“Chekhov’s Gun” is a commonly-quoted dramatic principle underscoring the necessity of every element of a narrative story. If a gun is shown in the first act, it must be fired in the third. Elements that do not impact the story — unfired guns — should be removed entirely, so as not to make false promises or clutter the story with unnecessary details. Chekhov’s principle is intrinsically related to foreshadowing, and there are several ways to use it. You can use it well, giving your story the qualities of a fine-tuned machine. You can use it poorly, relying on it as a crutch such that your story loses its natural, organic feeling. Or you can use it like Jean-Luc Godard uses it in Contempt: as a massive fuck you to anyone who dares insist that dutifully following the rules is going to make your story better.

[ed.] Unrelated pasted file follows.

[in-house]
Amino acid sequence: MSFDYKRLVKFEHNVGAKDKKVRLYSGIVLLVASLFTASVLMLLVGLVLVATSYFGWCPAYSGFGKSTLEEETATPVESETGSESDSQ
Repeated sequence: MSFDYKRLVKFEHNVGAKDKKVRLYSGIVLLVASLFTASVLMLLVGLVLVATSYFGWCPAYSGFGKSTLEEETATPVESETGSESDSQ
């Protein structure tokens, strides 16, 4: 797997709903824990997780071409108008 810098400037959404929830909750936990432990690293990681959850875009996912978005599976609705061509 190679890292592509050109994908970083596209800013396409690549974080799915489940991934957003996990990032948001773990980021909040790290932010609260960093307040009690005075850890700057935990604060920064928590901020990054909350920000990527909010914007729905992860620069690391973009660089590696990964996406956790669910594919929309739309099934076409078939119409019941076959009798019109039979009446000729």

It’s more complicated than that, of course, but the handgun that appears in Contempt is indeed shown several times with great intention. It is never fired, nor is it brandished with the threat of being fired, nor is its owner really the type of man who would ever shoot anyone. That man is Paul Javal (Michel Piccoli), a screenwriter working on a new adaptation of Homer’s The Odyssey while contending with pressure from his American producer Jerry Prokosch (Jack Palance) and navigating marital strife with his spouse Camille (Brigitte Bardot). After a mere glimpse at Paul we understand he is not the type of man to resort to violence, much as we understand after Contempt‘s opening shot that Godard is not the type of director who’d forget that he put a loaded gun in the hand of his hero.